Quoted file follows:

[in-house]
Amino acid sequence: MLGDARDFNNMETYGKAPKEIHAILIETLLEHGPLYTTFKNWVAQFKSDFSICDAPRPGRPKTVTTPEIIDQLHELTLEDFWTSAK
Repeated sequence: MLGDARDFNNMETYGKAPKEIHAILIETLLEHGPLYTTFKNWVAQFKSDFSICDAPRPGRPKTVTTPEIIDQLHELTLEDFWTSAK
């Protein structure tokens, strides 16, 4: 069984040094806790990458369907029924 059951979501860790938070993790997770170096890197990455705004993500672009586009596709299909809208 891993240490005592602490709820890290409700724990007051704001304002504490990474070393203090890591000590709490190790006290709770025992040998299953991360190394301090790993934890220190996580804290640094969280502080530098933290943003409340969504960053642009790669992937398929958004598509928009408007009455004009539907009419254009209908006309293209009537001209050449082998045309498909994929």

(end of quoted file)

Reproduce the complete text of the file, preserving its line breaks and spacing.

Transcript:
[in-house]
Amino acid sequence: MLGDARDFNNMETYGKAPKEIHAILIETLLEHGPLYTTFKNWVAQFKSDFSICDAPRPGRPKTVTTPEIIDQLHELTLEDFWTSAK
Repeated sequence: MLGDARDFNNMETYGKAPKEIHAILIETLLEHGPLYTTFKNWVAQFKSDFSICDAPRPGRPKTVTTPEIIDQLHELTLEDFWTSAK
């Protein structure tokens, strides 16, 4: 069984040094806790990458369907029924 059951979501860790938070993790997770170096890197990455705004993500672009586009596709299909809208 891993240490005592602490709820890290409700724990007051704001304002504490990474070393203090890591000590709490190790006290709770025992040998299953991360190394301090790993934890220190996580804290640094969280502080530098933290943003409340969504960053642009790669992937398929958004598509928009408007009455004009539907009419254009209908006309293209009537001209050449082998045309498909994929």